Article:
(The following post originally appeared on ONSecurities, a top Minnesota legal blog founded by Martin Rosenbaum to address securities, governance and compensation issues facing public companies.)
With 2011 behind us, it’s interesting to look back at the results of public companies’ “Say When on Pay” shareholder advisory votes regarding the preferred frequency of Say-on-Pay votes, as required under the Dodd-Frank Act. Numerous commentators, including me, spent a lot of time last year “watching the scoreboard” last year – would companies recommend an annual, biennial or triennial vote, and how would the shareholders ultimately vote?
Mark Borges recently published his tally (as of year-end) of 3,149 companies’ proxy statements in his Proxy Disclosure Blog on compensationstandards.com (subscription site). According to Borges’ tally, these companies recommended as follows in their “Say When on Pay” shareholder advisory votes on frequency:
Annual Say-on-Pay vote recommendation: 1,686 companies (54%)
Biennial Say-on-Pay vote recommendation: 83 companies (3%)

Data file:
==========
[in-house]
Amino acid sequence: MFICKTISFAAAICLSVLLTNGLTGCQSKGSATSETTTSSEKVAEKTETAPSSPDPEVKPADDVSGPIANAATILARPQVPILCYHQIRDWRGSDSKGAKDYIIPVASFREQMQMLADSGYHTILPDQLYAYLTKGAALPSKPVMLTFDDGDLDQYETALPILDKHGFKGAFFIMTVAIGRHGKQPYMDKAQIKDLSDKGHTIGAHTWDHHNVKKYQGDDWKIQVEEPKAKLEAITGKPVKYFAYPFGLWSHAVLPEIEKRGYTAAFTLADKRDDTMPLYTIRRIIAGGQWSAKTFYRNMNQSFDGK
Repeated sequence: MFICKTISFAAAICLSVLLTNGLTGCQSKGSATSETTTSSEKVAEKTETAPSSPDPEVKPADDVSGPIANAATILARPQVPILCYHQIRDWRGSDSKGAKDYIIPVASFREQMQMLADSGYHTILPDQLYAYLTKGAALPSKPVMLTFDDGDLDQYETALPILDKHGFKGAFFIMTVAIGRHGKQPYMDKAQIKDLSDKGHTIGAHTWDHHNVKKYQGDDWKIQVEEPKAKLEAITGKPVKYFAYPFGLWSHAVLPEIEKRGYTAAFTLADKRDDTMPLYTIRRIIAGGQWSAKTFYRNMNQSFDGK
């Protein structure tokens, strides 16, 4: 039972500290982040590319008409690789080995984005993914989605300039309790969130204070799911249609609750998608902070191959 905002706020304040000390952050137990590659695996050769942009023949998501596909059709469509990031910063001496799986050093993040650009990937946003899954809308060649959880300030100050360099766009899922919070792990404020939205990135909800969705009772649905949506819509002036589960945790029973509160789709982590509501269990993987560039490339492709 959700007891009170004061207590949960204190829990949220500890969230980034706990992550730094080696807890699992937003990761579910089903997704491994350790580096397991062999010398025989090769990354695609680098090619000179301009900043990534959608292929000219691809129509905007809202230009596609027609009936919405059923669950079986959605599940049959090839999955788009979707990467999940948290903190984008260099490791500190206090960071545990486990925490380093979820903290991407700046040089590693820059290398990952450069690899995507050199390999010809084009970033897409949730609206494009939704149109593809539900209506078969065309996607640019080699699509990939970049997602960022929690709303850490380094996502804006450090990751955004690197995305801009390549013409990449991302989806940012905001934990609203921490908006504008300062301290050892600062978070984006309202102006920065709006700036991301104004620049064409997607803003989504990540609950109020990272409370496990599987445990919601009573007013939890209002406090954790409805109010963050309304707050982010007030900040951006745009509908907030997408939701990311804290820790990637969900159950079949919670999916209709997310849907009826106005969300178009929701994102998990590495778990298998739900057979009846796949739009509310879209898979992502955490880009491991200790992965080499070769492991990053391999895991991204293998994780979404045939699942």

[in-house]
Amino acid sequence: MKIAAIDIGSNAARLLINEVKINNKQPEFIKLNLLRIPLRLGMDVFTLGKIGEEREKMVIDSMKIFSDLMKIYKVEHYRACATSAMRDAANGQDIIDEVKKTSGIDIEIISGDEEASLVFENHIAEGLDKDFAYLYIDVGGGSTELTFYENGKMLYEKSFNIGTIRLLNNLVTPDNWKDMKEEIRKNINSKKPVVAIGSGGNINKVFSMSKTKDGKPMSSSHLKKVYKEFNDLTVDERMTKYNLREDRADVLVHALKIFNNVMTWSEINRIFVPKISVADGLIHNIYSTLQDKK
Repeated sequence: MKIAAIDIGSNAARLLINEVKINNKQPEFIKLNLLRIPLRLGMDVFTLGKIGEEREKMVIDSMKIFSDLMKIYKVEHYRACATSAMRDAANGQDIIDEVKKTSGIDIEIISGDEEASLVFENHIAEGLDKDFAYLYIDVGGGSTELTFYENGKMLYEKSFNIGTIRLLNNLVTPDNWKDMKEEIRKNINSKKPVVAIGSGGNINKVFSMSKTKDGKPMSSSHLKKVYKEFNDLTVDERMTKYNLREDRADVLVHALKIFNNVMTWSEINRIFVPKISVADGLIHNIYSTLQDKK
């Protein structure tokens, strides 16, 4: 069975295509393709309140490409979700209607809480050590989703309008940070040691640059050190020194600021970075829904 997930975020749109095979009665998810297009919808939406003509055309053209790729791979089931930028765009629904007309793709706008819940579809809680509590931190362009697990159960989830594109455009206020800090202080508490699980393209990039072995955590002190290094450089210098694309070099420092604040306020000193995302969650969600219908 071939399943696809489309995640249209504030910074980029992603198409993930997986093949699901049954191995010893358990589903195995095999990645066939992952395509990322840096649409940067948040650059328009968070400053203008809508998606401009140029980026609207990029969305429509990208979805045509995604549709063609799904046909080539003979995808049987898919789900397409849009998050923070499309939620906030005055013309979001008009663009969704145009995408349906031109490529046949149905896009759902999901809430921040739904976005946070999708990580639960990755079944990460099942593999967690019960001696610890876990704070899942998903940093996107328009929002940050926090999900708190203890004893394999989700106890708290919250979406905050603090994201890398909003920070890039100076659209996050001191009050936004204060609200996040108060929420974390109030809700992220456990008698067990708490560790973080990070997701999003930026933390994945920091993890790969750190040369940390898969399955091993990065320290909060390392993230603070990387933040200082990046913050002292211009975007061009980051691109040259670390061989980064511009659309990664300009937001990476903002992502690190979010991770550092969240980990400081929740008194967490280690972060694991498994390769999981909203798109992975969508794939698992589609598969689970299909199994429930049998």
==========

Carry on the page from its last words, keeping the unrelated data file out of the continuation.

Triennial Say-on-Pay vote recommendation: 1,297 companies (41%)
No recommendation: 83 companies (3%)
Borges also reported that, as of the end of the year, of the 1,270 companies where the Board of Directors has recommended that future Say-on-Pay votes be held every three years, 624 (49%) have seen their shareholders indicate a preference for annual "Say on Pay" votes. Interestingly, this means that at around half of the companies where the Board recommended a triennial vote, the shareholders went along with that preference, despite predictions that shareholders would overwhelmingly favor annual votes. Some of these companies represented special cases (majority of shares controlled by a handful of shareholders, etc.), but this does not explain the large number of cases where the triennial recommendation carried the day.
I would guess that we won’t hear much about Say When on Pay votes in 2012, because most companies have now made their decision about how often to hold their Say-on-Pay votes. However, I am still curious about two Say When on Pay questions:
- For companies where the Board recommended a triennial vote but the shareholders expressed a preference for an annual vote in a close vote, will any of them try to achieve a different result with another Say When on Pay vote this year? Note that the Say When on Pay vote must be held at least once every six years, but there is no limitation on how often the vote may be held.
- The shareholder advisory firm Glass Lewis last year stated that, where the Board of Directors recommended a triennial Say-on-Pay vote, they would look at these proposals on a case-by-case basis. This contrasts with the approach of ISS, which has a policy of always favoring an annual vote. Did Glass Lewis actually support any board’s recommendation for triennial votes?